Matt Morales
247 followers -
Foodie, techie and die-hard 49er fan
Foodie, techie and die-hard 49er fan

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We know you've heard this one before, but a bit more truth to the tale this go-round﻿
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This is a video of people rolling a bunch of tires off a ski jump, to see how far they'll fly. It's done with the combination of complete seriousness and excited insanity that defines Japanese television. And it does not disappoint.

For those of you interested in the physics, there are three main differences between the tires. The first has to do with what happens when a tire tries to roll down a hill: it picks up energy from descending, and that energy needs to be split between making the tire rotate (pulling all the mass of the tire in a circle around its center) and making the tire move forward. The more the mass is bunched towards the center of the tire, rather than its rim, the less energy it takes to make it rotate, and so the more energy is available for forward motion – and thus for being fired off the ski jump at speed.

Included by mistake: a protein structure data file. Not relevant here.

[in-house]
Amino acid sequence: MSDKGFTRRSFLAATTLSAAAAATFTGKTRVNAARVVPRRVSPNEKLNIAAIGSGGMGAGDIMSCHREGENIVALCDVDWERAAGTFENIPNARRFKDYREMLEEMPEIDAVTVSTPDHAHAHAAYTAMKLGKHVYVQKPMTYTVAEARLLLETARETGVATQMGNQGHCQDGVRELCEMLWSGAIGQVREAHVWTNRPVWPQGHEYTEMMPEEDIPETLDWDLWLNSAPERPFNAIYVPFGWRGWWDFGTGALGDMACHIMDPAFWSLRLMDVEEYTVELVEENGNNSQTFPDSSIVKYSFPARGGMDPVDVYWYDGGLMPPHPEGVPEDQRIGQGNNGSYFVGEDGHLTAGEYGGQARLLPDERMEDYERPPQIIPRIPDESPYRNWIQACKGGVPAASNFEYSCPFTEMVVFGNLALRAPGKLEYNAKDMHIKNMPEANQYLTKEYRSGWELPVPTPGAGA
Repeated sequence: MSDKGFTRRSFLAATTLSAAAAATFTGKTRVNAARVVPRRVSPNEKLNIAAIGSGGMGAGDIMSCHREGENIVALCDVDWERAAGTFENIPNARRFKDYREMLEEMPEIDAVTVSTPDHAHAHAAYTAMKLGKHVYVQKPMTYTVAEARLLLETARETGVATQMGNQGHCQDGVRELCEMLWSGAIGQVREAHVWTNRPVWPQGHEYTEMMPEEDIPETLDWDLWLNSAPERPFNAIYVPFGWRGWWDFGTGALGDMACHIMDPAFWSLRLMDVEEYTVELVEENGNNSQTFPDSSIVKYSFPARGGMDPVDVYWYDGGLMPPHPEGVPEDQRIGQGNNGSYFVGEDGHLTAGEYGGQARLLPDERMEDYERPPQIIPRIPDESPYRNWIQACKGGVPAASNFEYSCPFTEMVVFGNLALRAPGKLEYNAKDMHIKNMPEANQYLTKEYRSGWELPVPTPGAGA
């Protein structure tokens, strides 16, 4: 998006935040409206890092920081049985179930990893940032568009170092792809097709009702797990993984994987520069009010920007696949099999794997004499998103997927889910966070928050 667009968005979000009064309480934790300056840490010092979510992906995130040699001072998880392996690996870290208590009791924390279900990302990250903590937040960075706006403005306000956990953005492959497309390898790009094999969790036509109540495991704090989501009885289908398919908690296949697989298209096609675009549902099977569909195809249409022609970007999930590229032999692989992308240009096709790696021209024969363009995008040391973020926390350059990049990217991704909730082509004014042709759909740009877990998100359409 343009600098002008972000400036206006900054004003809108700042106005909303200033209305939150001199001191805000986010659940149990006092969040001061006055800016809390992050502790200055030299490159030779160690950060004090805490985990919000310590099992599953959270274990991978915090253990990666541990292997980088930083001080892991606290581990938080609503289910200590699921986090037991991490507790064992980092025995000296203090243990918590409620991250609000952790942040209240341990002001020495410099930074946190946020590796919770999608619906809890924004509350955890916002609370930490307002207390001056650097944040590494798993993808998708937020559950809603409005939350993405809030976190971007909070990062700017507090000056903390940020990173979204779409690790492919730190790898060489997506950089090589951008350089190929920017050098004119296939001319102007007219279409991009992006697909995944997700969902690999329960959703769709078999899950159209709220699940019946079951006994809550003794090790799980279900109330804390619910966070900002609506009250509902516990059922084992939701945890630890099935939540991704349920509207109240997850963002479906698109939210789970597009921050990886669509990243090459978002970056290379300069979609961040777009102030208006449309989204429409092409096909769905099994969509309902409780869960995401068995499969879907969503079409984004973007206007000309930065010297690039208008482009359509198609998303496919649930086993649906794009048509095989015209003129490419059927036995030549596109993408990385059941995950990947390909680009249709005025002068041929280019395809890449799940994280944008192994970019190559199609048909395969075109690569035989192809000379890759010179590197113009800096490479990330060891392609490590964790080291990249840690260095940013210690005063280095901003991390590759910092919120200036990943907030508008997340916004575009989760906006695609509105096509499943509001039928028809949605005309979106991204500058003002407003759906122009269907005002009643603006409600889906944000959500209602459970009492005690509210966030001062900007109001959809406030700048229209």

The second has to do with how that rolling and moving are related. Obviously, the faster the tire is going forward, the faster it has to turn. In fact, if the tire is rolling without slipping, these two speeds are exactly related to each other. However, if the tire starts to slip, it can move forward without turning. Less friction means a tire has more speed for hurtling down the ski jump!

Of course, that's exactly the opposite of what you want when you attach a tire to a car, since a car moves because the engine turns the wheel, and you want that turning to convert directly into moving the car forward, not into making the tires spin. This is why high-performance tires (like the F1 tire in the video) are wide, entirely flat, and somewhat sticky: maximum friction. That's a terrible mixture for ordinary road tires, since if the road is even slightly wet, there's nowhere for the water to go except "lifting the tire directly off the road," aka "hydroplaning," aka "having a really bad day." Also, sticky tires wear out very fast, since they literally leave bits of themselves all over the road. Road tires instead have treads designed to channel things like water, snow, and debris out of the way.

As far as the third thing influencing the speed of the tires... well, you'll see what it is when they get to the last tire.

Via ﻿
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It's 🌸 season!

Don't miss a single Japanese cherry blossom with Street View: goo.gl/YwG5yR﻿
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That Refreshing Feeling
Snow Monkey, Japan.

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